How do you stop hanging baskets drying out?

I used the largest hanging baskets I could find to grow these ‘cherry cascade’ tomatoes.

If you’re looking to fill gaps or take advantage of higher sunny spaces in your growing space, hanging baskets can be a good solution. They can also look great. The big issue with hanging baskets is that they dry out quickly. This is a problem when growing vegetables – as most like plenty of water!

Here are a few tricks I’ve discovered that I hope will help you grow crops successfully in hanging baskets: -

Bigger is better

Choose the largest hanging basket you can find – and that can be secured safely and securely to your home. The larger it is in volume, the less quickly the soil will dry out (and the more nutrients it can hold for your hungry veg).

Line with plastic

Before filling it with compost, line the inside of the basket with plastic – put plenty of holes in the bottom of the plastic for drainage. This will help reduce evaporation from the sides of the basket.

Use a soil mix that retains water

Add something to the compost to help it to retain water. You might add 20 – 40% vermiculite or perlite (these are natural substance made from volcanic rock – they work well but are high energy to make and usually costly if you buy in small volumes). Worm compost also retains water well (and it’s free if you make it yourself and it’s sustainable!).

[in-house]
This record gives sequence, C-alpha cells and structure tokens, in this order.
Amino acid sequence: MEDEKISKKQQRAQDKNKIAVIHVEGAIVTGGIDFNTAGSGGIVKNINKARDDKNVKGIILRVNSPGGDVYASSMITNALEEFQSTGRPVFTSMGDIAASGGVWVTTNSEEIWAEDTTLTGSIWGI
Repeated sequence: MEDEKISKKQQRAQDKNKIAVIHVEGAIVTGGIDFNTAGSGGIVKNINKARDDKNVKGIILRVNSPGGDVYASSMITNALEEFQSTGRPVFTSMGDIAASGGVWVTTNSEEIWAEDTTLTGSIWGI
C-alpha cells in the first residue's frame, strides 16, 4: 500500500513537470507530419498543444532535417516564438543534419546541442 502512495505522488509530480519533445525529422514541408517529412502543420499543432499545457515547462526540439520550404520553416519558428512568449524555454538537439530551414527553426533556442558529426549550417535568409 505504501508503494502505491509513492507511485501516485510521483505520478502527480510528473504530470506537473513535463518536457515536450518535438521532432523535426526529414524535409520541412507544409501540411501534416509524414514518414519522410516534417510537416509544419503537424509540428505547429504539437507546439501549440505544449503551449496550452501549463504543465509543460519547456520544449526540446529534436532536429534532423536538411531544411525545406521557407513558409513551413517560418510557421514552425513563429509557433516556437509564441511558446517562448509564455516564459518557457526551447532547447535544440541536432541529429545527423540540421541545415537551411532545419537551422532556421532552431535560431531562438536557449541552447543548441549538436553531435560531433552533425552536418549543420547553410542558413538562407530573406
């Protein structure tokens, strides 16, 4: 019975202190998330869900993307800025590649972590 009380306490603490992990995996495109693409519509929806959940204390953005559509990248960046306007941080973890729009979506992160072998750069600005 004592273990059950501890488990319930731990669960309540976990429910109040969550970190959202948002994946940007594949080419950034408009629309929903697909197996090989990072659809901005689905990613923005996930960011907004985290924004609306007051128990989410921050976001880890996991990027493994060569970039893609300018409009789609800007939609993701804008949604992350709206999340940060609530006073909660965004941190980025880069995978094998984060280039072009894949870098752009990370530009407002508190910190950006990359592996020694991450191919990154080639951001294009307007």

Cover the top layer of the soil

Put a mulch (mulch is a gardening term for a layer of something on top of the soil) over the top of the hanging basket to slow down evaporation of water from the surface. I cut out a disc of plastic from an old compost bag to cover this one – but you could use grass clippings, pebbles, or old leaves or cardboard.

Use a plastic bottle waterer

Cut off the bottom of an old 1/2 litre plastic bottle and drill a couple of small holes (about 1/8 inch diameter should do) in the lid. Put the bottle, lid facing down, into the compost. When watering, simply fill the cut off end of the bottle with your watering can – and the water will slowly drip out of the holes in the lid.

Choose your crops carefully

Even a large hanging basket will not hold a lot of soil so choose what you grow carefully. Small bush tomatoes designed for hanging baskets (eg cherry cascade) can work well if you have a sunny spot, as do chillies and nasturtiums. In less sunny spots (4 hours a day), I’ve seen cranberries doing well (and looking great!). Alternatively, you can grow crops that are happy with less water. There’s not a huge choice but herbs like rosemary, sage and thyme are more resilient to drying out occasionally than most.

Feed regularly

Most crops, particularly fruiting crops like tomatoes, will need regular feeding to get a good yield. This is because the small volume of soil in a hanging basket will not hold a lot of food – so you need to add it. Use a liquid tomato feed on fruiting crops. For other crops, try liquid seaweed or worm tea.

Cranberries make a pretty crop for hanging baskets in less sunny spaces. They like moist soil though so it’s particularly important to keep them well watered. (Ps I can’t claim the credit for growing these – I saw it at Hampton flower show last year)

Check regularly for watering